Prepared To Care

Little Fork and some Fauquier Hospital personnel and equipment were used in this video made by the American Hospital Association. Little Fork personnel/equipment are at the 2:20 and 2:44 timeline. The video will be used at the opening of their national convention. Prepared To Care...

New Heavy Rescue Truck

Little Fork purchased this Rescue from the Fredericksburg Volunteer Rescue Squad earlier this month. We are currently in the process of placing the unit in service. The unit just came back from the paint shop. Next stop is the sign shop for...

Santa’s Annual Ride – December 9 and 16, 2012

We took Santa on his annual run through South Wales on December 9th and Quail Ridge on December 16th. There was a great turn out for the event. Thanks to all of the people in the community who support us and thanks to all of the volunteers who assisted with this annual...

Large Animal Rescue – October 31, 2012

Little Fork’s Large Animal Rescue Team was dispatched to assist Fauquier County units on Fenton Farm Road. A cow had strayed into a pool and fell through the cover. Warrenton VFC units began pumping the water out while our team planned the rescue with the owners vet. Once the water level was lowered we tried to coerce the bovine to try the steps and then our ramp… to no avail. We then utilized our new Becker Sling and utilized a tractor to lift the animal out. It should be noted that the bovine’s cow tag was number 9, our Company number !! Chief 9, Equine 9 and Rescue 9 responded to this...

Public Education – October 5, 2012

Ten of our volunteers assisted with the public education program at Emerald Hill School. 120 students attended the event this year and were taught life saving skills. They were also given a tour of the emergency apparatus. The program has been very successful over the years and the kids love it. We thank all of the members who attended…. (several took a day off from their work to assist)...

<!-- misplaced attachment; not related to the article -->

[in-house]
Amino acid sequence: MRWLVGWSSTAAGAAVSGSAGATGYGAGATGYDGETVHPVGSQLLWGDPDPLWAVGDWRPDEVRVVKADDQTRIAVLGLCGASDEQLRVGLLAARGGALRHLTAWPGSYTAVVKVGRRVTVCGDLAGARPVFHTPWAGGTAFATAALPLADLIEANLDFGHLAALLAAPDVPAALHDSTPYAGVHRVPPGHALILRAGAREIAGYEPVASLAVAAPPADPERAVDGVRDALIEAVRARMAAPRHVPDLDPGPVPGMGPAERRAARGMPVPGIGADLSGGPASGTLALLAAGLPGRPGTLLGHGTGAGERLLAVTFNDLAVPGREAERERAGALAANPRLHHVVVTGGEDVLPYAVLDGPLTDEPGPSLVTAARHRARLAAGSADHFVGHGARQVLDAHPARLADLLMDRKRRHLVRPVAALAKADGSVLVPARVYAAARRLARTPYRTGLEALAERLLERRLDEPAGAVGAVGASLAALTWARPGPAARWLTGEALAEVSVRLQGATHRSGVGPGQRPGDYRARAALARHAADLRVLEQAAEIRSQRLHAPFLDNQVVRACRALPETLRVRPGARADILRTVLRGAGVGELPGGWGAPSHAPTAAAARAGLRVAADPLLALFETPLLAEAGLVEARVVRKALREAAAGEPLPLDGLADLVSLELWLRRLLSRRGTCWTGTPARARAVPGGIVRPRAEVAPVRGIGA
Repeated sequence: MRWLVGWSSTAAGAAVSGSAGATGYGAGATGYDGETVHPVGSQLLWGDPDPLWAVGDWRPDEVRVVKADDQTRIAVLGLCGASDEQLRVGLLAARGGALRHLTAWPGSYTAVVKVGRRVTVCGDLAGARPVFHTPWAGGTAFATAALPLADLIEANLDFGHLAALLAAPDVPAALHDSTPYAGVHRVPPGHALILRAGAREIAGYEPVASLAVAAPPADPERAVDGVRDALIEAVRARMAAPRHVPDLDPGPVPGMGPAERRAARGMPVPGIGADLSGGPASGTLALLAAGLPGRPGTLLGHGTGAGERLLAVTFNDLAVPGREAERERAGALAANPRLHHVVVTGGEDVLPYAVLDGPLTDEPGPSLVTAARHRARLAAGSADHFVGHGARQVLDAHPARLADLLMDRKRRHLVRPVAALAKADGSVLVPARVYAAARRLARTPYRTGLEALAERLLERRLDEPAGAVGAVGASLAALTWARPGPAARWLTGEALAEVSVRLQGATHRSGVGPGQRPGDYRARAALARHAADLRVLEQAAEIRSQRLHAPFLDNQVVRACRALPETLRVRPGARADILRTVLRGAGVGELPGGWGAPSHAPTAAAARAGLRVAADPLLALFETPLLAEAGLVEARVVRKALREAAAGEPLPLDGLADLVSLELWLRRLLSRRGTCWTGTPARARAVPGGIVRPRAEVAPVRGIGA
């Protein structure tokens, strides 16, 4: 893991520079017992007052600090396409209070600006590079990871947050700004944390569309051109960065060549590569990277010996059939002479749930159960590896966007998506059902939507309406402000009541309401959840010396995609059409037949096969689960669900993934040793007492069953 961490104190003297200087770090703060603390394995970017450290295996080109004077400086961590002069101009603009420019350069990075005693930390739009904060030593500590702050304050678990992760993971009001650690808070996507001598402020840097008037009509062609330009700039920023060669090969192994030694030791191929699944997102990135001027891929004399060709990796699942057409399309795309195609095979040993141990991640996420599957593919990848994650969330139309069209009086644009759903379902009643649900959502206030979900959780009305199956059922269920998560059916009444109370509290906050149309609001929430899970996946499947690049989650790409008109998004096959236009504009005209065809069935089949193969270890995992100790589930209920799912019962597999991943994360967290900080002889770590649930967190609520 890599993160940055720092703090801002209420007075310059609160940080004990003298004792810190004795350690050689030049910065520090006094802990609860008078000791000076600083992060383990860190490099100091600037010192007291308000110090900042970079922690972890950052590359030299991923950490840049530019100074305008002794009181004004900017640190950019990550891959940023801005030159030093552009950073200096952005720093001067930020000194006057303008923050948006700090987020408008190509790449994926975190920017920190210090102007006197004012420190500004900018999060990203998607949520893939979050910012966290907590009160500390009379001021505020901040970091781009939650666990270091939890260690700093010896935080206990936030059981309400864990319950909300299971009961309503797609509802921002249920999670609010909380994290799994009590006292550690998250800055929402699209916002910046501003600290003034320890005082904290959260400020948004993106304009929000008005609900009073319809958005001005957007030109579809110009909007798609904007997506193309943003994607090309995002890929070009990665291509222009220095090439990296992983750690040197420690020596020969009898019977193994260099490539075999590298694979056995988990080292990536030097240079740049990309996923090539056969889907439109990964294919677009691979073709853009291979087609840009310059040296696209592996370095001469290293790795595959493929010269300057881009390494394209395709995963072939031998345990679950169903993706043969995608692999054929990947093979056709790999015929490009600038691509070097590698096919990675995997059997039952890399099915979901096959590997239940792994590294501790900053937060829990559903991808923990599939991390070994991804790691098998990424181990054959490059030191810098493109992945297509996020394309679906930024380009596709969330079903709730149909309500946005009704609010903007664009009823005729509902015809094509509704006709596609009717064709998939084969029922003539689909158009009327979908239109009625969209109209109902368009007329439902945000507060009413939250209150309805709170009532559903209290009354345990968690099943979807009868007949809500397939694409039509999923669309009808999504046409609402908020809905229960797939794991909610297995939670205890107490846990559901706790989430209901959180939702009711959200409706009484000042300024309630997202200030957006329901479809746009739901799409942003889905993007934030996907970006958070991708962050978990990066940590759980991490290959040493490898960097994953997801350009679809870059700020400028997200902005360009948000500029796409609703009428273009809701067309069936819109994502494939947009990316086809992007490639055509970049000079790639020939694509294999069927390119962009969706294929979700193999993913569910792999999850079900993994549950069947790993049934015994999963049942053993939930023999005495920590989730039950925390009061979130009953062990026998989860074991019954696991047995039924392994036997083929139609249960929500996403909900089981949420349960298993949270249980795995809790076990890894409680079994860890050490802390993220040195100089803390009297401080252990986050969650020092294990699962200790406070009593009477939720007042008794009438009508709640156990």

Controlled Burn – July 21, 2012

Company 9 members participate in a public service call. Four large brush piles were burned on a farm in Jeffersonton. Of course we turned the event into a Company picnic with burgers, hotdogs and several desserts!! Thanks to all who attended and helped out with this. We were interrupted for an overdose incident but with a turnout of over twenty members, we easily handled both calls for assistance. Rescue Engine 9, Ambulance 9, Ambulance 9-2, Attack 9 and the Chief attended the...

Culpeper Star Exponent Article – June 25, 2012

Little Fork responded to this incident with our ambulance, Rescue Engine, Rescue and Chief. Transported the driver to Fauquier hospital. Secured utilities and assisted the building official with the evaluation of structural stability. Wolford man crashes truck into...

Fire volunteers meeting needs

Reproduced from The Culpeper Star Exponent (http://www2.starexponent.com). By Nate Delesline Published: January 27, 2011 Culpeper’s eight volunteer fire and rescue companies are meeting and exceeding the community’s public safety expectations, but they’re in need of funding and more volunteer support to maintain the status quo. “The system is working, the citizens needs are being met,” Culpeper County Volunteer Fire and Rescue Association President Anthony Clatterbuck said Saturday. “No system is perfect, but we’re in better shape than we’ve been in a long time. We’ve got a lot to be proud of for what’s going on right now.” Clatterbuck shared his remarks at a public safety summit, a gathering of the area’s full-time and volunteer public safety workers, along with about a half-dozen elected officials. About 30 people attended the event overall. The fire and rescue association serves as a single point of representation to the town and county for the area’s volunteer emergency worker corps. “We can tell each other the truth,” Clatterbuck said about the relationship between the member agencies. “No one is worried about the repercussions because we’ve got each other’s back.” Without the continued financial support of the county however, Clatterbuck said the age of the volunteer emergency response organization could become history. “We know we’re in a budget crisis and an economic crisis,” Clatterbuck said, “But we’re at the point where it’s financial cancer. You don’t know you’re sick until you’re about to die. “We don’t want to develop stage three or stage four. “If you want to preserve this system, you’re going to have to make a decision,” Clatterbuck said, referring to the elected...